Liked by 2 people

      1. They have total control to post rhe comment or not. You could even have “edited by” stamped on the bottom so that its displayed it wasnt the commenter who made the comment in that form. Failing to do so allows you to change my comment into an abusive one and then ridicule and report me, or to change it into a comment about something else entirely. Free speech doesnt mean you can impersonate me. So why can you change my comments?


      2. Nephila has raised a roundabout but salient point.

        “Free speech doesnt mean you can impersonate me. So why can you change my comments?”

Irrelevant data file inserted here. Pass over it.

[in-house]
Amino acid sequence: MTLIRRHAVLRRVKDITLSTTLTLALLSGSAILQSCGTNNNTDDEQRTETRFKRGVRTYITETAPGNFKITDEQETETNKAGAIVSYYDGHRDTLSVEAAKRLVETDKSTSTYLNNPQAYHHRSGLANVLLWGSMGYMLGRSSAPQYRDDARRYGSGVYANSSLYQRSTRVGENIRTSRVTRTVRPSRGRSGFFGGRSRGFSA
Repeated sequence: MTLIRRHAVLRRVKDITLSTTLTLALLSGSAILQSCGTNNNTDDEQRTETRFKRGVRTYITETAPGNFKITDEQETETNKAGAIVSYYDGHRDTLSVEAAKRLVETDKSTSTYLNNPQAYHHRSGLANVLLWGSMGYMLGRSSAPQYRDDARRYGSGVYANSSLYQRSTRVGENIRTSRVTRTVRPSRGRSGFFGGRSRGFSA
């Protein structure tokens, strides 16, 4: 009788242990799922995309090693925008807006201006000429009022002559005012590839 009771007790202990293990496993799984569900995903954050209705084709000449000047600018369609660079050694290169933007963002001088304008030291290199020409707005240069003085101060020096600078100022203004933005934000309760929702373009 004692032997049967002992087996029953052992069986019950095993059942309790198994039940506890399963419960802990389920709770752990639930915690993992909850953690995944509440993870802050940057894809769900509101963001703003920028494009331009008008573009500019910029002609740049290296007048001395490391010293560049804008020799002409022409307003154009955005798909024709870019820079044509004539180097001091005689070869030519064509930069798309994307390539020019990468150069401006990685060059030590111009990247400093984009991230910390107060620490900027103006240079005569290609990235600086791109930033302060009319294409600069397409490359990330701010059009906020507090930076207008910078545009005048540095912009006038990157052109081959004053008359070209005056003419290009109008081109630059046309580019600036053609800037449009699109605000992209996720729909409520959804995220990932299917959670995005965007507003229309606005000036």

Can a blog award be changed? Sure, no specific choice by the awarder or the awardeee is impeded by doing so or not. Although it is not necessarily “what” is meant by but “how” do you mean “change?” I don’t think Nephila so much meant change, as perhap she meant manipulation here. Beat me and make me write bad checks if I’m unforgiveable wrong.

        The difference between change and manipulation is like what seperates the words discreet and discrete. GOOGLE the definitions
        in case you wonder.

        Part of my blog, since I “changed” it to one geared toward being a photography one, is being able to imitate (as similarly as possible) other local photographers. I do not know Nephila, neither has an invitation been extended to visit her blog, nor have I took any initiative (invited or not) to visit. Therefore, why would I even want to imitate her? Does anyone care or would it matter to a blog-award recipient or an aspiring one in the slightest?